Guest Post by Marianne Villanueva
Writer-in-residence at Mendocino Art Center
Marianne Villanueva writes everything from science fiction to prose poetry. Her short story collections are Ginseng and Other Tales From Manila (Calyx Press), Mayor of the Roses (Miami University Press), and the Lost Language (Anvil Press of the Philippines). Her novella, "Jenalyn," was a finalist for the 2014 Saboteur Awards. Her work has appeared in a wide range of magazines which include The Threepenny Review, ZYZZYVA, The Asian American Literary Review, the New Orleans Review, Rhino, Pank, Your Impossible Voice, the Crab Orchard Review, and J Journal. She teaches on-line for UCLA Extension’s Writers Program.
When the student is ready, the teacher appears.
It’s an old Buddhist saying.
Or perhaps it’s something I picked up in grad school from one of my Chinese philosophy professors: David Nivison, perhaps.
All I know is: my months as writer-in-residence at the Mendocino Art Center have flown by. And I feel as if I only arrived yesterday.
I feel as if I’ve just managed to haul my desktop up those narrow wooden stairs, I’ve only just discovered what a plentiful array of good food is to be had within five blocks my apartment, I’ve only just crossed the street to chat with a volunteer at the Mendocino Community Library, I’ve only just discovered Janet Self and Odd Fellows Hall, I’ve only just discovered the gull kites in front of the Ford House Visitor Center, I’ve only just met Christie and dropped off my books to be sold at consignment at Gallery Bookshop, I’ve just bought the prettiest grey dress EVER from The Great Put-On on Albion, I’ve just tried my first loaf of warm-from-the-oven bread from Café Beaujolais, I’ve just met Karen Bowers and Lindsey and Jewels and Kim Thoman and Mary Ellen Campbell and Pavlo Mayakis and Mitch Iberg and Jessie and Havana and Mimi and Vicki from Corners of the Mouth (Her partner, I just found out yesterday, did a documentary on the Albany Bulb that’s part of a film festival at SoMarts Gallery, “Refuse and Refuge.”) I’ve just read Maureen Eppstein’s Earthward and I’ve just discovered the jaw-dropping views in Elk.
I’ve just started doing a myriad of new things: I’ve just started pondering where my science fiction is going, where my new collection-in-progress is going, where that novel about an 18th-century Spanish priest assigned to a Philippine island is going, and where I should be applying for my next residencies.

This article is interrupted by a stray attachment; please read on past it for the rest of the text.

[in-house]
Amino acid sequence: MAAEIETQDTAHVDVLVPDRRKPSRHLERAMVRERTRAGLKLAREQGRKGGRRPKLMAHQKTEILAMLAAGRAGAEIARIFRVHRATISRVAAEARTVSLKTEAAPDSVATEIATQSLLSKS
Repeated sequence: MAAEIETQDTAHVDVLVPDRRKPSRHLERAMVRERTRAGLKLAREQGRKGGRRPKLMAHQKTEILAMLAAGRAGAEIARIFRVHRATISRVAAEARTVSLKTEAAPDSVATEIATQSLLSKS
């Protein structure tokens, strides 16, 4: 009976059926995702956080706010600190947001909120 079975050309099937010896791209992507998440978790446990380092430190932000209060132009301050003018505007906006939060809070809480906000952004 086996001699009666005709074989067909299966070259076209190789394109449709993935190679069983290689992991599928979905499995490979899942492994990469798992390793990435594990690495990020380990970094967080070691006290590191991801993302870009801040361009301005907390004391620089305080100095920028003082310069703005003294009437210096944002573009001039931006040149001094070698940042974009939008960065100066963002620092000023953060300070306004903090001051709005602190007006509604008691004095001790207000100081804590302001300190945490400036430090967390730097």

I have spent the past month indulging in two of a writer’s most precious luxuries: community and solitude. Community because I’m usually the odd fish left gasping for air in a room full of 9-to-five workers who think what I do is read e-mails all day. Or blog. (HA!) And now suddenly everyone or almost everyone I speak to is an artist.
Solitude because there is no reason in the world that demands I step out of my apartment, not even for a single moment -- not if my fridge has food, and if I still have fresh coffee. I’ve discovered the thrill of spending day after day in my pajamas. And that thrill has made it possible for my imagination to grow and stretch in all directions.
I should have come sooner. September. October. Sooner.
Because now I have to leave. I have to go to my next engagement, which is in New Hampshire. A good friend wrote an orchestral arrangement for an opera we collaborated on, an opera about a 17-year-old mail-order bride from the Philippines. My friend Drew Hemenger got the Hampshire Symphony to perform the world premiere of the Marife Suite. It’s being performed on March 14. So of course that means I can’t be in Mendocino in March.
I can’t come back in April because I have to be somewhere else in April (a writer’s conference, AWP, among other things)
I could try to come back in May but the artists I’ve met will be leaving (Almost everyone else came in September).
Besides -- Mendocino in the summer? When it’s probably full of tourists from out-of-state? When there are no gale force winds to give me excuses to stay inside all day? When it will be all too easy to spend all my time outdoors, instead of feeling as I do now -- feeling smart and even oh-so-smug for deciding to stay curled up in bed, reading?
No, I’ll just have to be happy with the two months I got here.
And know that I was so ready. In ways I didn’t even realize.
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